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“The Public Domain: Enclosing the Commons of the Mind” Sounds Like a Good Read on Copyright…11.30.08

30 11 2008

He is a book review by Cory Doctorow [http://www.boingboing.net/2008/11/30/james-boyles-the-pub.html] on BoingBoing that made me want to place it on my reading list although copyright/copyfight has not been a major point of interest with me:

“Jamie Boyle, of the Duke Center for the Public Domain, has a new book out, The Public Domain: Enclosing the Commons of the Mind. Boyle ranks with Lessig, Benkler and Zittrain as one of the most articulate, thoughtful, funny and passionate thinkers in the global fight for free speech, open access, and a humane and sane policy on patents, trademarks and copyrights. A legal scholar who can do schtick like a stand-up comedian, Boyle is entertaining as well as informative.

I’ve got a copy on its way to me, but while I’m waiting, I’m delighted to discover that Jamie talked his publisher, Yale University Press, into offering the book as a free, CC-licensed download. And right there, in the preface, I’m hooked:

Each person has a different breaking point. For one of my students it was United States Patent number 6,004,596 for a “Sealed Crustless Sandwich.” In the curiously mangled form of English that patent law produces, it was described this way:A sealed crustless sandwich for providing a convenient sandwich without an outer crust which can be stored for long periods of time without a central filling from leaking outwardly. The sandwich includes a lower bread portion, an upper bread portion, an upper filling and a lower filling between the lower and upper bread portions, a center filling sealed be- tween the upper and lower fillings, and a crimped edge along an outer perimeter of the bread portions for sealing the fillings there between. The upper and lower fillings are preferably comprised of peanut butter and the center filling is comprised of at least jelly. The center filling is pre- vented from radiating outwardly into and through the bread portions from the surrounding peanut butter.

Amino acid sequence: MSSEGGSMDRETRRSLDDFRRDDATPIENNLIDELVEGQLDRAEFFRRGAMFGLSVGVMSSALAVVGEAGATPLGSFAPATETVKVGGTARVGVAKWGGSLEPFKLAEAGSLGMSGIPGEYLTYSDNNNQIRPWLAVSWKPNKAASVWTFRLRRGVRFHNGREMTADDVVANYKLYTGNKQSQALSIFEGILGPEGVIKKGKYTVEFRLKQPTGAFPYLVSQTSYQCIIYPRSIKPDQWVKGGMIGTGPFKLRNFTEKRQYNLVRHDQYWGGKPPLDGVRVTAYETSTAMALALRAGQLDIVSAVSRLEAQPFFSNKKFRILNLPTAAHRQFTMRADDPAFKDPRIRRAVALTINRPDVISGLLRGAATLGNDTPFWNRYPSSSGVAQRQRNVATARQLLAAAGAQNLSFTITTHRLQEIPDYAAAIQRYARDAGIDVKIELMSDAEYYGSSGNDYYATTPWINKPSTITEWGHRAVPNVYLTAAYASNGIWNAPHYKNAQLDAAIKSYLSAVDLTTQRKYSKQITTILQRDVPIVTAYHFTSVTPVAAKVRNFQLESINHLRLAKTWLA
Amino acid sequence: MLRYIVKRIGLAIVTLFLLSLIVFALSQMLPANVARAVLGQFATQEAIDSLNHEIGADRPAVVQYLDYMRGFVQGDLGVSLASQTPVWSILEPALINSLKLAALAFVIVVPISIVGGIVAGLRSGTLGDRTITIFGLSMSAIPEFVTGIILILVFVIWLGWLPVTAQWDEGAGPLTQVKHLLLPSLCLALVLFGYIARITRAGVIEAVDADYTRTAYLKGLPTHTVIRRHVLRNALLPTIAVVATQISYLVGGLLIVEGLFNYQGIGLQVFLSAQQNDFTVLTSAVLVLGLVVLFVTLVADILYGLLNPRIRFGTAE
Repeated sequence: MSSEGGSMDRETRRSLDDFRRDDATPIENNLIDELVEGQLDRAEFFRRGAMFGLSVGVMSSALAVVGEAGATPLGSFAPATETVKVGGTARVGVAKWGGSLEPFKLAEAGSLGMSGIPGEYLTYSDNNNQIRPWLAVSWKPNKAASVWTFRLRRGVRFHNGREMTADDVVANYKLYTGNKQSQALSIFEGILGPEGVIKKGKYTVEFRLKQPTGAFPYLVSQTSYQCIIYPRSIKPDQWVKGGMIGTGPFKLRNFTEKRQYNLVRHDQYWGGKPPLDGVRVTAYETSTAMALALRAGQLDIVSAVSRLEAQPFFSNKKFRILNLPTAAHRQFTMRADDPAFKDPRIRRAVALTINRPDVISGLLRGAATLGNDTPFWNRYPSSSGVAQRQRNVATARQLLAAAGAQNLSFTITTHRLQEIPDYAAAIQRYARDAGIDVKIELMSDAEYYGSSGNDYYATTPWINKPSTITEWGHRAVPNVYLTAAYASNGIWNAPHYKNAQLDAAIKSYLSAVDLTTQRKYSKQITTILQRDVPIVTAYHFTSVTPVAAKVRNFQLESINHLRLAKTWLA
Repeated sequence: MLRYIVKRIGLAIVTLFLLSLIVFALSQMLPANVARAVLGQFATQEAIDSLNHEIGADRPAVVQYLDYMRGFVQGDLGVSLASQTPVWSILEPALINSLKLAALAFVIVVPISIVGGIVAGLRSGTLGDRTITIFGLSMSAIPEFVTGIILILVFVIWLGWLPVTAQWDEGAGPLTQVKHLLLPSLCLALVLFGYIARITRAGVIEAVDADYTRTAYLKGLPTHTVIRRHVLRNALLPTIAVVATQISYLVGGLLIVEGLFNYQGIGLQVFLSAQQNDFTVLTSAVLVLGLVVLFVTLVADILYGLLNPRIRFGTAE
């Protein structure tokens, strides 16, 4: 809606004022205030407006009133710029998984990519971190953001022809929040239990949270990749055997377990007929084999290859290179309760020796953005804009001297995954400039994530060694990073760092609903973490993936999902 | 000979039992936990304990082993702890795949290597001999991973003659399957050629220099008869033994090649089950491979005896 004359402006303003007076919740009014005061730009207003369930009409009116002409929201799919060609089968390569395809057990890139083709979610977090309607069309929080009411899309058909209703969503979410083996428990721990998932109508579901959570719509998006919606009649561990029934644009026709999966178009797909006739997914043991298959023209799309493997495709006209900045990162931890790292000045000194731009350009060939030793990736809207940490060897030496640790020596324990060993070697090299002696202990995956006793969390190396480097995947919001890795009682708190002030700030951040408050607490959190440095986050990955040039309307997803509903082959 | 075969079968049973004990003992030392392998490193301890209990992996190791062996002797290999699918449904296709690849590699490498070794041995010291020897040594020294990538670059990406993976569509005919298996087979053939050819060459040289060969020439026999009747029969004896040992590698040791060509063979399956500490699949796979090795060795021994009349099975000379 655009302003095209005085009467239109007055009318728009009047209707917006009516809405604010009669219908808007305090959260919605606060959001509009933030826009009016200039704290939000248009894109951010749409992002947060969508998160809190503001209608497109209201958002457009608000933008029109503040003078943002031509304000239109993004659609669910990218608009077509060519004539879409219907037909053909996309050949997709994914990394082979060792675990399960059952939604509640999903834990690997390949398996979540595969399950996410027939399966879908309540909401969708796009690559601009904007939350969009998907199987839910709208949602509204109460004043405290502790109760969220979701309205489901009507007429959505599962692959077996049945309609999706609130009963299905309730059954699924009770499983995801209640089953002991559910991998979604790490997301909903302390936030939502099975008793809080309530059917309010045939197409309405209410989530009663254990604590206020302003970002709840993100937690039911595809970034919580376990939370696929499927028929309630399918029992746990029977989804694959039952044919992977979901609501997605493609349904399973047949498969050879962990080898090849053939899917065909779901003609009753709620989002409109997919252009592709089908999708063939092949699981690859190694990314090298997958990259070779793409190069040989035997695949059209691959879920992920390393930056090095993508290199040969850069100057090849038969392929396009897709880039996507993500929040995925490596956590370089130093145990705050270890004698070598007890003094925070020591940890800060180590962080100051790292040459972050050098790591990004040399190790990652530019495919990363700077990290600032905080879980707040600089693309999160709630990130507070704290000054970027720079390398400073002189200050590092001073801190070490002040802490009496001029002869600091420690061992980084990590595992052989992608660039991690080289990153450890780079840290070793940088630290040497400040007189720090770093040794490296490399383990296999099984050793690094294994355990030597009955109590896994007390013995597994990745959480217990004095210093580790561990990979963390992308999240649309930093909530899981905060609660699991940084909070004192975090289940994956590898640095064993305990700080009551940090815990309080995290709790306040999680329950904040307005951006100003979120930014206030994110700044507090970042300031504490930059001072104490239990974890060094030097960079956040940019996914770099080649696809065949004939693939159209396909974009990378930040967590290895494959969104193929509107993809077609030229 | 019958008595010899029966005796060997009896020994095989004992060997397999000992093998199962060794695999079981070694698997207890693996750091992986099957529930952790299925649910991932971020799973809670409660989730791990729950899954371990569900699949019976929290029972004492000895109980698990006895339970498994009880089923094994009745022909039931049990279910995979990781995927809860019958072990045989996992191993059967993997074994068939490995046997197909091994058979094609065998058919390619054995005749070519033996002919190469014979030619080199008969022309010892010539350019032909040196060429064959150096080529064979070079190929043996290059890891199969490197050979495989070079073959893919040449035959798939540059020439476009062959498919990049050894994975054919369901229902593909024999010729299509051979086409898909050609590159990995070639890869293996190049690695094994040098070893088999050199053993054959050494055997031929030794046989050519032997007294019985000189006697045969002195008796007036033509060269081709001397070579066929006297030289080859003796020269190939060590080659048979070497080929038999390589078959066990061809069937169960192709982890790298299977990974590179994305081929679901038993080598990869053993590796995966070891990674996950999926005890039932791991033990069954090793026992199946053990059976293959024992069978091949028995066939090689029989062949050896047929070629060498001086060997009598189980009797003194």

‘But why does this upset you?’ I asked; ‘you’ve seen much worse than this.’ And he had. There are patents on human genes, on auctions, on algorithms. The U.S. Olympic Committee has an expansive right akin to a trademark over the word ‘Olympic’ and will not permit gay activists to hold a ‘Gay Olympic Games.’ The Supreme Court sees no First Amendment problem with this. Margaret Mitchell’s estate famously tried to use copyright to prevent Gone With the Wind from being told from a slave’s point of view. The copyright over the words you are now read- ing will not expire until seventy years after my death; the men die young in my family, but still you will allow me to hope that this might put it close to the year 2100. Congress periodically considers legislative proposals that would allow the ownership of facts. The Digital Millennium Copyright Act gives content providers a whole array of legally protected digital fences to en- close their work. In some cases it effectively removes the privilege of fair use. Each day brings some new Internet horror story about the excesses of intellectual property. Some of them are even true. The list goes on and on. (By the end of this book, I hope to have convinced you that this matters.) With all of this going on, this enclosure movement of the mind, this locking up of symbols and themes and facts and genes and ideas (and eventually people), why get excited about the patenting of a peanut butter and jelly sandwich? ‘I just thought that there were limits,’ he said; ‘some things should be sacred.'”